The tariffs were initially broken into four lists. The first half of the fourth list, 4A, went active Sept. 1, 2019, and 4B was scheduled to go active in the middle of December. Lists 1, 2, 3 and 4A contained goods destined for manufacturers like boilers, condensers, lubricating oils, polymers and resins, plus foodstuffs like fish, grains, legumes and tobacco. List 4B, “encompasses everything that the American consumer actually uses,” Dreckman says. This includes wearables like clothing, accessories and footwear, plus electronics.
“We get half our shoes from China, and those are all dutiable right in the time when people are going to be buying shoes because it’s peak season for the holidays,” Dreckman says. “When list 4B comes along, that’s when you’re going to see electronic devices, laptops, phones—that’s really going to hit the consumer hard.”
The problem with tariffs, Dreckman says, is who ends up paying for them.
“The costs are going to go up, and either the subcontractors who are making this stuff in China take the hit, the American tech sector who is sending this stuff to China is going to take the hit, or American house holds are going to take the hit. Somebody’s got to take the hit, and at the end of the day, it’s probably the American consumer.”
As for Dreckman’s clients, many of them Fortune 500 companies, they’re reaching out to him with a very specific question— what’s the next best alternative to China?
“Vietnam,” Dreckman says without hesitation. “If I was opening a factory overseas right now, I would 100 percent open in Vietnam. They have the infrastructure, and the supply chain is good. They’re going to do really well if people keep leaving China.” Yet Doug Barry from the U.S.-China Business Council says it’s more complicated than a simple pivot to new production centers.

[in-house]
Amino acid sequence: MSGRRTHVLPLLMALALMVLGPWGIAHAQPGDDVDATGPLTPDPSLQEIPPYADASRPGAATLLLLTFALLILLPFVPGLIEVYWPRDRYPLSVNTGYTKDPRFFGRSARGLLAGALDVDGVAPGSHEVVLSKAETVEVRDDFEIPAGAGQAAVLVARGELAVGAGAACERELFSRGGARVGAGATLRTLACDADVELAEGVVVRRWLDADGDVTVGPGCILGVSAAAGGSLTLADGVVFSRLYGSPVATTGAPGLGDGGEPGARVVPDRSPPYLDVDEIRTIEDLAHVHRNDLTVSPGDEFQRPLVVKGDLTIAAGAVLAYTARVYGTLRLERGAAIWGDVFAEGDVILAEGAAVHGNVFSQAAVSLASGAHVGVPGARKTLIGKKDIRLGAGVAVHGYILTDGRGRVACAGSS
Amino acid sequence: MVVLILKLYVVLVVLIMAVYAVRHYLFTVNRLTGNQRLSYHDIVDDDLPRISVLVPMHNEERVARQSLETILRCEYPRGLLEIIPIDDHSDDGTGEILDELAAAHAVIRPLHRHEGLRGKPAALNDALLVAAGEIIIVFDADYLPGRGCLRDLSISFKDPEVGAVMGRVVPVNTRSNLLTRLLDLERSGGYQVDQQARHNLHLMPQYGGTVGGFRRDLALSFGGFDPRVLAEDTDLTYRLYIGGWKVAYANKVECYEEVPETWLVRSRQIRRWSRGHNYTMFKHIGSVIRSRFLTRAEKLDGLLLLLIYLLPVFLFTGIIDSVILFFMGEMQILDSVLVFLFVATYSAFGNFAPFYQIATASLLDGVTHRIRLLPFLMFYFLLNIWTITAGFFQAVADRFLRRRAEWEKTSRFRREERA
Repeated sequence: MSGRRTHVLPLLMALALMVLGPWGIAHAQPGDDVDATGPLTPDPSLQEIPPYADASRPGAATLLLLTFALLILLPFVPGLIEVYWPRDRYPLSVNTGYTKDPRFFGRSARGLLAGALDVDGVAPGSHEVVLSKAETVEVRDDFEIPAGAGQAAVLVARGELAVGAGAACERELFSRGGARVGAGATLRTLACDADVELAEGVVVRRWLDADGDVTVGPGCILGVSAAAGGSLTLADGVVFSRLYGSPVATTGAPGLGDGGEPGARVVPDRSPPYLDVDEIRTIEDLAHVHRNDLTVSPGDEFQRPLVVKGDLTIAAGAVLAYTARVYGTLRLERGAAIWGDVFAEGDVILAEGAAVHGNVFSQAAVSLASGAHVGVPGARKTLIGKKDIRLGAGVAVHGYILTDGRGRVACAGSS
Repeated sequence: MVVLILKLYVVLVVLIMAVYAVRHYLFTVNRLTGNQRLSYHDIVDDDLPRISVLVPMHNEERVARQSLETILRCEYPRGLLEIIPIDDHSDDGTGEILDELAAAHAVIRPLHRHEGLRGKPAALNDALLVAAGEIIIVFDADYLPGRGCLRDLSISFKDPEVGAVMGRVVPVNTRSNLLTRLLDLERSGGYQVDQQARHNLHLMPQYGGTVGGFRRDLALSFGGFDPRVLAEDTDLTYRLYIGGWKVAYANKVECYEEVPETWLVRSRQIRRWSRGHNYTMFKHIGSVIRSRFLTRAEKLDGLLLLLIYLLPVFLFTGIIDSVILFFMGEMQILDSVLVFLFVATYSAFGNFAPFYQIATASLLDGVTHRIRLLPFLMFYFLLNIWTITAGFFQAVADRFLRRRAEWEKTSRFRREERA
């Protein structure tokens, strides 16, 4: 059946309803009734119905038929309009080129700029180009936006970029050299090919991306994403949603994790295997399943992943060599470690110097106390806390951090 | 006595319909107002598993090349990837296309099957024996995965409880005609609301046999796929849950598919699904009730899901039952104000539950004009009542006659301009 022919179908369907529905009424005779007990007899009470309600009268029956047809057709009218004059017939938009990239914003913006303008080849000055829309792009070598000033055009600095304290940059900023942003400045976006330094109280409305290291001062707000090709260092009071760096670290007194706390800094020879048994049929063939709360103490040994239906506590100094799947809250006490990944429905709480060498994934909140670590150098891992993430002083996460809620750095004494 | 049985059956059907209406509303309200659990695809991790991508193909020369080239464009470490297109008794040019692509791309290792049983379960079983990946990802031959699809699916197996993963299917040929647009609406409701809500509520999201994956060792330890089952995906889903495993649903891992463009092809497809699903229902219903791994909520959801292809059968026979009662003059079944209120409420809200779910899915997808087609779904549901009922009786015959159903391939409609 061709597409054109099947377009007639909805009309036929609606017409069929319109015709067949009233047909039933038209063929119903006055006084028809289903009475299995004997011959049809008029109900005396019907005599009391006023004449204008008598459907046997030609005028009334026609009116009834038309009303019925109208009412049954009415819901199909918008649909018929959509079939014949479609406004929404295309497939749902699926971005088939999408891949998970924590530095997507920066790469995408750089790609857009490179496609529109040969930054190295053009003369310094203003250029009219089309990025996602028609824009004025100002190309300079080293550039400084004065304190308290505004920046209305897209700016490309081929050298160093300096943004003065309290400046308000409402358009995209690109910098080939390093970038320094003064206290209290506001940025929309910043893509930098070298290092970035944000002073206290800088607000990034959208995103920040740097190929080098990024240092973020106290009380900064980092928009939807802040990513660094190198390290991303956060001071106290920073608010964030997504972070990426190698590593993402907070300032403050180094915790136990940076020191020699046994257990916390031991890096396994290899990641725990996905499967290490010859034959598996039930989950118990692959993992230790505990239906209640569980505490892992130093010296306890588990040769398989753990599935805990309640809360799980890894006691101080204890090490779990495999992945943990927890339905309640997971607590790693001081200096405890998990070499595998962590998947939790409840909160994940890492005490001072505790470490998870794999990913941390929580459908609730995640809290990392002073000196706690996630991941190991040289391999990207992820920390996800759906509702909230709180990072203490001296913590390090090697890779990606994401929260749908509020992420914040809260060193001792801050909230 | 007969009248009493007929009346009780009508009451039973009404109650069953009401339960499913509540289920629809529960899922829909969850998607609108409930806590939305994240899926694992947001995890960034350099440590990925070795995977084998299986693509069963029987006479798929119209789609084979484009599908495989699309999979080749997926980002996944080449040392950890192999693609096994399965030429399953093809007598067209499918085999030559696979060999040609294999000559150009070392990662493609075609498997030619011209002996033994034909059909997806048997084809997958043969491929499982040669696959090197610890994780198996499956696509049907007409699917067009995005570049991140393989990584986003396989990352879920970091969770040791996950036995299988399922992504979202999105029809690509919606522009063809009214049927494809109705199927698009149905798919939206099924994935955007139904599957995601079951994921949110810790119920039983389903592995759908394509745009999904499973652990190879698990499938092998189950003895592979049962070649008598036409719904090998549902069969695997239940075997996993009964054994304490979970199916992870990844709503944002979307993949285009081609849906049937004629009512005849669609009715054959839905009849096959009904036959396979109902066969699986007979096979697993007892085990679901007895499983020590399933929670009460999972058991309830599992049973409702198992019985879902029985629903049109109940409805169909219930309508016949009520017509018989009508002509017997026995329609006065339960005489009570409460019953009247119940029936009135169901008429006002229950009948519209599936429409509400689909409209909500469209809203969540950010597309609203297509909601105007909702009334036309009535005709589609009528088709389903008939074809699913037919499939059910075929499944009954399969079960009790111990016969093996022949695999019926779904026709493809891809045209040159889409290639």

“China became the world’s factory for a reason. They had the land, they had the resources, but they also had the people— both in numbers and skills. The Chinese have become very good at making complicated things. It’s one of the reasons Apple has most of its iPhones assembled in China. That won’t be easily replicated in other places.”
As China has transformed its economy over the last 70 years from an agrarian society to a modern exporting nation, its economy has become enmeshed with the economies of other nations around the world, making situations like the current trade war especially complicated.
“It’s not a simple matter of are you for trade or are you against trade? Are you for China or are you against China?” Barry says. “Our economies are very much intertwined in ways that most people don’t understand or appreciate.”
Still, for those experiencing the fallout from the tariffs, this most recent trade war may end up having unexpected upsides. “For us as a business, it encourages us to look at how we operate and look for ways to leverage how we do jobs to improve efficiency and offset those price increases,” says Conditioned Air’s Dupre. “It’s helped us be more strategic about how we operate on a daily basis.”
In a trade war, as in any war, it’s ultimately the fittest who survive.
*IT’S COMPLICATED: Matt Dreckman of Allyn International says his company answers his customers’ many questions about navigating the current trade obstacles.